There are two ways to change a culture, as Tony Payne said in last December’s Briefing. You can run as many people as possible through your programs and courses and hope for the best. Or, you can work individually and with small pockets of people to change the culture. The latter is slow and sometimes inefficient, but it tends to be the surest way to see a lasting difference in attitudes and direction.
So, do you want to change the culture of your congregation or small group (or your own!)? Rather than creating sheer ministry consumers, do you want a group of people with their hearts and minds turned towards personal encouragement? Do you want more people reading the Bible with each other? Do you want more people really welcoming that newcomer?
The answer is simple. Run a course. After all, these transformations are some of the key objectives of the Six Steps to Encouragement course.
“Wait a minute!” I hear you say. “Aren’t you the guys who published The Trellis and the Vine? Didn’t you spend most of that book convincing me that church is not about courses and programs? Didn’t I hear at one of those workshops that the key is not to put people through more stuff? In fact, it’s written right here on page 18.”
“Ah, but you’ve forgotten about page 163. It says to run some training courses.”
Now, prooftexting from The Trellis and the Vine is not a wise way to build an argument. Instead, let me explain the difference between running Six Steps to Encouragement and training with Six Steps to Encouragement. Or, to put it another way, the difference between a trellis way of running a course and a vine way of running a course.
Perhaps a personal story will illustrate. I was young and in full-time ministry, ready to take on the world and excited to change my church’s culture. As an avid supporter of Matthias Media, I could not wait until the brand new Six Steps to Encouragement showed up at the church. After all, the course had components of Bible study and practical training, just the things to get our people changed. (Mind you, it took three weeks to get it from Sydney to America, as I hadn’t yet started Matthias Media in the US.)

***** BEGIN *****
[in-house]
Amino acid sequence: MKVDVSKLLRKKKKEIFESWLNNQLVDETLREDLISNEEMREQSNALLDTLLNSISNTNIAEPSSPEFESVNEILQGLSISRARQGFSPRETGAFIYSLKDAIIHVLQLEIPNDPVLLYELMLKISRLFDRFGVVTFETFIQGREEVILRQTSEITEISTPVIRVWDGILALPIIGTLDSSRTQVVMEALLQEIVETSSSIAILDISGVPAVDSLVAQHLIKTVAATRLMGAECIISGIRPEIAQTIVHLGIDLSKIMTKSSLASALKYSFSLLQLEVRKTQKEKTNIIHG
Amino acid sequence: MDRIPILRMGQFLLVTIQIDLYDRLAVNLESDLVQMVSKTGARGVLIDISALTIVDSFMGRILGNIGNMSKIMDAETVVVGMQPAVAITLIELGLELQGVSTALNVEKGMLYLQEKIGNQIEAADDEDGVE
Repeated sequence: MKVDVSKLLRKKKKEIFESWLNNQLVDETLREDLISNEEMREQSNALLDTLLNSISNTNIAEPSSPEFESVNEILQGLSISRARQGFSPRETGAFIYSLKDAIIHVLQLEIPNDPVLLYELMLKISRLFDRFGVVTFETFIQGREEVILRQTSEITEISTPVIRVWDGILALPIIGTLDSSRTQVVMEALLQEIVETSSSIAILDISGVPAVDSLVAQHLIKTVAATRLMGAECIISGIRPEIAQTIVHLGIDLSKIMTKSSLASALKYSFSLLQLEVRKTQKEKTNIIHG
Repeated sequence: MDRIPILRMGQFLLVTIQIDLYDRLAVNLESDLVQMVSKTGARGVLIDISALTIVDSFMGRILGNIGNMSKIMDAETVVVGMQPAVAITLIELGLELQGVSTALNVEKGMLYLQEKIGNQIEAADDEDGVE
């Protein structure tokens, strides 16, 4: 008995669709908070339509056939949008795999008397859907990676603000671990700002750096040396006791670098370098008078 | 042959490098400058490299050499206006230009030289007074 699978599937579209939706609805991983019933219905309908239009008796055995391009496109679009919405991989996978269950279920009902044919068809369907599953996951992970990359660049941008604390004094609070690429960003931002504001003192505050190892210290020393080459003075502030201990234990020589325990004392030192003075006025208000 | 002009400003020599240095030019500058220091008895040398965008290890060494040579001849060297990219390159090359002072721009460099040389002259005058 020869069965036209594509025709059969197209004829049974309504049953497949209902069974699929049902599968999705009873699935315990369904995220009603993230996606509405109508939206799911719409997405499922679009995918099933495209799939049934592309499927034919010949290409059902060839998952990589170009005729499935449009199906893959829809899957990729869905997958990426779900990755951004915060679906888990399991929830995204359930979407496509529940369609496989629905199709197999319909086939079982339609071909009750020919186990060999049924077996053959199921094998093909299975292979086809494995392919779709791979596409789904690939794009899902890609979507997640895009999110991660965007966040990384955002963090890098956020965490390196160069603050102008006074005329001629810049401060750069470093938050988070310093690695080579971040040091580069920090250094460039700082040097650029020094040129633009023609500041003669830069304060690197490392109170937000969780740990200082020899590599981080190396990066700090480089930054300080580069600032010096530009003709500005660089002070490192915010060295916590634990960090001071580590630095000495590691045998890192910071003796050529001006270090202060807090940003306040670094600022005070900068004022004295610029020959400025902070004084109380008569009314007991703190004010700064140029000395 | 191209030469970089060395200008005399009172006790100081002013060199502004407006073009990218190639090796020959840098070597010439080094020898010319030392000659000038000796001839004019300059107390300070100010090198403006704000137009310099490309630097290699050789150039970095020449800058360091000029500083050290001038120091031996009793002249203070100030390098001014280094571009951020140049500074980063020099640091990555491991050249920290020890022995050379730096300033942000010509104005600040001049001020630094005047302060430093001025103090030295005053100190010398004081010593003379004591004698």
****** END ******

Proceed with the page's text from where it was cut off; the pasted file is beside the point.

Fast forward six weeks, and the course was finished. I had to cut a few corners to fit it into the time available, and to allow for a larger class. I also didn’t really push the participants hard on the homework—getting people to read the Bible together. In fact, I didn’t follow through on my own homework. But I ran the course and they were trained. They now had great biblical and practical insight to flesh out the course motto—God’s word changes us; through us, it can change others too. I was then off to teach Romans.
A year later, as I evaluated where our church was at, I realized we were still the same as before, and that our culture hadn’t changed. Our people still needed growth in the same areas. “It must have been the course,” I thought. I then was off to find the next big thing in ministry resources.
That, my friends, is a trellis way to run a course: a six-week whirlwind of lessons, then on to the next thing.
A few years later, I ran the course again. By this time, I had been pushed to rethink ministry by Phillip Jensen (his talks on ministry), Colin Marshall (Growth Groups), Tony Payne (Preparing Just for Starters) and Peter Bolt (Mission Minded). I had a completely different outlook on what I was trying to do.
Firstly, I realized it is just a course—mind you, an excellent one. The course itself cannot and will never train up people and change a culture. What is required is a leader who understands that the point of the group is the people and their maturity as Christians.
Secondly, with this group, I really pushed hard on the homework, the one-to-one Bible reading. If God’s word changes us, then we need to be in God’s word more than just during class. I even volunteered to meet with some of the people to be their homework mate. By the end of the course, I had read or was reading the Bible with most of the participants. (This required me to keep the group’s size to a minimum.)
Thirdly, we took the long view approach. Yes, we took longer than the six weeks to finish up the course—pausing and discussing important issues, raising other ones, practicing our welcoming, etc. But it was more than just taking extra time on the course. We set goals for the whole year. We promised to read the Bible with someone else after the class was finished. We really put our minds to acting on the ideas and suggestions. So, even when the course was finished, it still fuelled our conversations. We even revisited a few lessons later that year.
The vine way to run Six Steps to Encouragement is, in a way, simple. It is to focus on the people while running the course. Knowing where they are up to, where the roadblocks are and, most importantly, keeping them in God’s word.